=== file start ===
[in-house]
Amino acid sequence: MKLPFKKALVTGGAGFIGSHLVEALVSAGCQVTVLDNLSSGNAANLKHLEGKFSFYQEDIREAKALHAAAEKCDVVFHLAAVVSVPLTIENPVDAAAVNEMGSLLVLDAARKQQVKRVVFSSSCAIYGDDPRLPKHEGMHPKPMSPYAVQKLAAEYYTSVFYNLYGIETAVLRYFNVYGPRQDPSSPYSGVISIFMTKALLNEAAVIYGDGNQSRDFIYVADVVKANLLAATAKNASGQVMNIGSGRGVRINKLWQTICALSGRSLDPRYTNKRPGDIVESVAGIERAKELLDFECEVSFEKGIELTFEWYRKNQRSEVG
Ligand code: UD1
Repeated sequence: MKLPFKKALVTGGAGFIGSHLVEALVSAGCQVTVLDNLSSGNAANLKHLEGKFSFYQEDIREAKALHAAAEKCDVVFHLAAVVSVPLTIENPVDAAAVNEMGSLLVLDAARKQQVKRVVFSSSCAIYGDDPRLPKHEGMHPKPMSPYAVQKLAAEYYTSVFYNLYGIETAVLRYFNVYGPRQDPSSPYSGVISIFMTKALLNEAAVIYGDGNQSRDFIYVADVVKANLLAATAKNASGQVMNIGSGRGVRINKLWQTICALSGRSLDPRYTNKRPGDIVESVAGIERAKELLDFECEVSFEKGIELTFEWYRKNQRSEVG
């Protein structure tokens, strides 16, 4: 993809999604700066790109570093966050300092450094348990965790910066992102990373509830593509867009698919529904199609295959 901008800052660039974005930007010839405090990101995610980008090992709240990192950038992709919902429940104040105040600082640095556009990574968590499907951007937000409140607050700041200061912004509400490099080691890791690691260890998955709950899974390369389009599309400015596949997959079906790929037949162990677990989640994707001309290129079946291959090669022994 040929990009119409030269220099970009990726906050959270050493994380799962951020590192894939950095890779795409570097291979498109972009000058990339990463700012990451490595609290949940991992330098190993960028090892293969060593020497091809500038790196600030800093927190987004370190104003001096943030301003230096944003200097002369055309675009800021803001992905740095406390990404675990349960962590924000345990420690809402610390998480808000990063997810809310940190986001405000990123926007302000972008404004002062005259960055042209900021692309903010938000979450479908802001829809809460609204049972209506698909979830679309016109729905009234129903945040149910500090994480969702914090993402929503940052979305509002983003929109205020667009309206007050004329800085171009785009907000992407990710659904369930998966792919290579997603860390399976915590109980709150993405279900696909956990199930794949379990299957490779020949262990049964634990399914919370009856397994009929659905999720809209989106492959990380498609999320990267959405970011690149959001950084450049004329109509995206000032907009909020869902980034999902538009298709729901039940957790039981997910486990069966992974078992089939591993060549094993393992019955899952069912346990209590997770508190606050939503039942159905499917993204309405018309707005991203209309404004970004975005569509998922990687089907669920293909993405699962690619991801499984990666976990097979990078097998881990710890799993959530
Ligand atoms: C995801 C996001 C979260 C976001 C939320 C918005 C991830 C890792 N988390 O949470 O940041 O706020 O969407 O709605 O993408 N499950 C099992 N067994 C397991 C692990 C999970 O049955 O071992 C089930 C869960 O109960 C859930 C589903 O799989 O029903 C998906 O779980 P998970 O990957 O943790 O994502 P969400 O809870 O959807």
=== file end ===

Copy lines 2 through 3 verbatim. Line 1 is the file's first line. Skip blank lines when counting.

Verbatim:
Amino acid sequence: MKLPFKKALVTGGAGFIGSHLVEALVSAGCQVTVLDNLSSGNAANLKHLEGKFSFYQEDIREAKALHAAAEKCDVVFHLAAVVSVPLTIENPVDAAAVNEMGSLLVLDAARKQQVKRVVFSSSCAIYGDDPRLPKHEGMHPKPMSPYAVQKLAAEYYTSVFYNLYGIETAVLRYFNVYGPRQDPSSPYSGVISIFMTKALLNEAAVIYGDGNQSRDFIYVADVVKANLLAATAKNASGQVMNIGSGRGVRINKLWQTICALSGRSLDPRYTNKRPGDIVESVAGIERAKELLDFECEVSFEKGIELTFEWYRKNQRSEVG
Ligand code: UD1